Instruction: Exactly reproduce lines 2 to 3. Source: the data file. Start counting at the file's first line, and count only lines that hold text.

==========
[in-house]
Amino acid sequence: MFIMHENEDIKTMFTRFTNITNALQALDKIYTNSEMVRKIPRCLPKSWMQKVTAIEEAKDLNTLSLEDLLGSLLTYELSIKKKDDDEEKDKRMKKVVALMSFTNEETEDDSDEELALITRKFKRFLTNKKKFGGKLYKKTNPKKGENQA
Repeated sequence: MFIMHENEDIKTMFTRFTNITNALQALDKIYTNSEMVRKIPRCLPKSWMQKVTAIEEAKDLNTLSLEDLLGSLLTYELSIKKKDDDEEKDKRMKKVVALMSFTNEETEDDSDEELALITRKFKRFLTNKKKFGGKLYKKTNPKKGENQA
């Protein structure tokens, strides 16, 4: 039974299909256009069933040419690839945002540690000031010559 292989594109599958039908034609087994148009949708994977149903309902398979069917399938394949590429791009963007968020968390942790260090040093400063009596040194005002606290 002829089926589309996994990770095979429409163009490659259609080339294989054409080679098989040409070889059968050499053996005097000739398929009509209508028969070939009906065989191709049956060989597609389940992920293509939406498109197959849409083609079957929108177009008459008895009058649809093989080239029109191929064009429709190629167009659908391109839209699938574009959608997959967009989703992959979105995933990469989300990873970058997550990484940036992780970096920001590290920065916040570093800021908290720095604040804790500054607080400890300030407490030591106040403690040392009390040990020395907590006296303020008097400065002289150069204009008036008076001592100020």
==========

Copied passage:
Amino acid sequence: MFIMHENEDIKTMFTRFTNITNALQALDKIYTNSEMVRKIPRCLPKSWMQKVTAIEEAKDLNTLSLEDLLGSLLTYELSIKKKDDDEEKDKRMKKVVALMSFTNEETEDDSDEELALITRKFKRFLTNKKKFGGKLYKKTNPKKGENQA
Repeated sequence: MFIMHENEDIKTMFTRFTNITNALQALDKIYTNSEMVRKIPRCLPKSWMQKVTAIEEAKDLNTLSLEDLLGSLLTYELSIKKKDDDEEKDKRMKKVVALMSFTNEETEDDSDEELALITRKFKRFLTNKKKFGGKLYKKTNPKKGENQA